Edward Said's intellectual journeys have taken him around the globe and across many disciplinary borders. Author of "Orientalism and The Word", 'The Text", and "The Critic", Said has been widely influential in shaping contemporary debates in the humanities and social sciences, from literature and history to anthropology and area studies. Most famously, perhaps, he has also been for two decades the most visible spokesperson for the Palestinian cause in the United States (and, increasingly, in Britain), a familiar figure on American television and a member of the Palestinian parliament-in-exile from 1977 to 1991. This volume is the first book-length examination of Said's remarkable career, providing a critical survey of his writings and an interim assessment of his achievements in both the cultural and political spheres. This collection includes essays on the Arab-Islamic context of Said's work, his reception among Israeli and American Jews, the institutional contexts of his cultural criticism, and his interventions in Middle Eastern politics.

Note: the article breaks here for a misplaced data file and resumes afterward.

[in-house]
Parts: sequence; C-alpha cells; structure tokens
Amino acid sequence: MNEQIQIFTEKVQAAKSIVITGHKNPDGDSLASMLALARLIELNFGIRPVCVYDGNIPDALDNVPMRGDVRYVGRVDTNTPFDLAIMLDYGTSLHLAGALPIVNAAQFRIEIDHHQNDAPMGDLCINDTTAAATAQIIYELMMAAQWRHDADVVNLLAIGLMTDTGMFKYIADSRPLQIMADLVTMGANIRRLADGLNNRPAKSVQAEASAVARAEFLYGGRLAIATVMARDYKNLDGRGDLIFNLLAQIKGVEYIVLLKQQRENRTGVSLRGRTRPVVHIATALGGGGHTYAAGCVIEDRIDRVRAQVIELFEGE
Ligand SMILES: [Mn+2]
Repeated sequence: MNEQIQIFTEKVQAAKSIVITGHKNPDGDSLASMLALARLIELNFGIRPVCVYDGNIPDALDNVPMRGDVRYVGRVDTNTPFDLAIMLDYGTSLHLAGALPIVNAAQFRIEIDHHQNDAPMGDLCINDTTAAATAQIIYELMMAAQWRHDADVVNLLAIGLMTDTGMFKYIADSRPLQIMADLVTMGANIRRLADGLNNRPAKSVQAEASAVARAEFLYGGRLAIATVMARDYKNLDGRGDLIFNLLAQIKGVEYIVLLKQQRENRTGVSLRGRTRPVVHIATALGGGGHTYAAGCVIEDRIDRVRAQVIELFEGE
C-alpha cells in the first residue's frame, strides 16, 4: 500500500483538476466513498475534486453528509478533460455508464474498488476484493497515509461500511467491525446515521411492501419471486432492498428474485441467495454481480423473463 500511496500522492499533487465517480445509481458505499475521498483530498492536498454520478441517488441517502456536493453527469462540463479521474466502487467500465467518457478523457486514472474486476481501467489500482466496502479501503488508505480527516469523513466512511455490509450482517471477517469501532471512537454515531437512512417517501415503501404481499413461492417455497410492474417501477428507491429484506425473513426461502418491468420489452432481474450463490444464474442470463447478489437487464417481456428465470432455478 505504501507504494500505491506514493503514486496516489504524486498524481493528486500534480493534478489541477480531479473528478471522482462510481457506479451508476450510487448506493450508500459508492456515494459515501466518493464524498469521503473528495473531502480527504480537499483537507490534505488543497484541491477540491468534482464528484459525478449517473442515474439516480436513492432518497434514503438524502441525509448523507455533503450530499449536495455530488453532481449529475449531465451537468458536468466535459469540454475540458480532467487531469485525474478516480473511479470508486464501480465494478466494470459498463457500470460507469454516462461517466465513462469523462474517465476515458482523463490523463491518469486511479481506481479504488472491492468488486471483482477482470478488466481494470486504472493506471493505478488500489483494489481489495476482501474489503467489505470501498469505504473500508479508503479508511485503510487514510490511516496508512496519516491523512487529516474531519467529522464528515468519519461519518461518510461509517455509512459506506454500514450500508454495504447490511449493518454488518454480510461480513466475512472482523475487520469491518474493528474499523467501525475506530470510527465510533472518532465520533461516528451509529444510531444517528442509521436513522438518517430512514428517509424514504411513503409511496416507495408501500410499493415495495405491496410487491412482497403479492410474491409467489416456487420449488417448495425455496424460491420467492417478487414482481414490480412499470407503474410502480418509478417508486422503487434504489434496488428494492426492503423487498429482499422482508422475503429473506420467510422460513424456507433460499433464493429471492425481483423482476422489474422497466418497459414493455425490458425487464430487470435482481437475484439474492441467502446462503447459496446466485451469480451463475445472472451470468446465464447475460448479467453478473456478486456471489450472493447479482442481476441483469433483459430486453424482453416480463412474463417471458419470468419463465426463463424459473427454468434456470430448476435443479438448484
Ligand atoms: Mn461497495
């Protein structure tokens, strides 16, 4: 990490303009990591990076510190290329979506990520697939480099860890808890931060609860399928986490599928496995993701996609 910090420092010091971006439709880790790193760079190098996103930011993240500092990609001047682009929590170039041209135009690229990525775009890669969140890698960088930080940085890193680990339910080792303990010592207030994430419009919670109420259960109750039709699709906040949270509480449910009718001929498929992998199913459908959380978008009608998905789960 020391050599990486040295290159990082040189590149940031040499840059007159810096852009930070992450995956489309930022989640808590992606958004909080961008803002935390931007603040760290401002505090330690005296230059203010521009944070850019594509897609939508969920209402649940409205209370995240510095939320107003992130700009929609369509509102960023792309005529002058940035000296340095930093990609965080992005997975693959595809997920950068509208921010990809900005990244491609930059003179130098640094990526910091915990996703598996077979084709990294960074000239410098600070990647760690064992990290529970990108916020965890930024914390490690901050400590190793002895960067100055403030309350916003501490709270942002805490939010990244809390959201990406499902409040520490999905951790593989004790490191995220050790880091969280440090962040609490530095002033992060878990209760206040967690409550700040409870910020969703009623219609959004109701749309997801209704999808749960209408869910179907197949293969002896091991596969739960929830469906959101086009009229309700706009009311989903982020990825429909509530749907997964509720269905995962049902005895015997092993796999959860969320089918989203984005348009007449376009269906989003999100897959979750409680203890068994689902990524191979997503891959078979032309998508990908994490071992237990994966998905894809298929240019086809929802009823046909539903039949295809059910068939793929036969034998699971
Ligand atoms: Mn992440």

The book concludes with a lengthy interview in which Edward Said comments on his youth in Cairo, on the current state of political and cultural criticism in the United States, and on the increasing integration of his own political and cultural writings in recent years.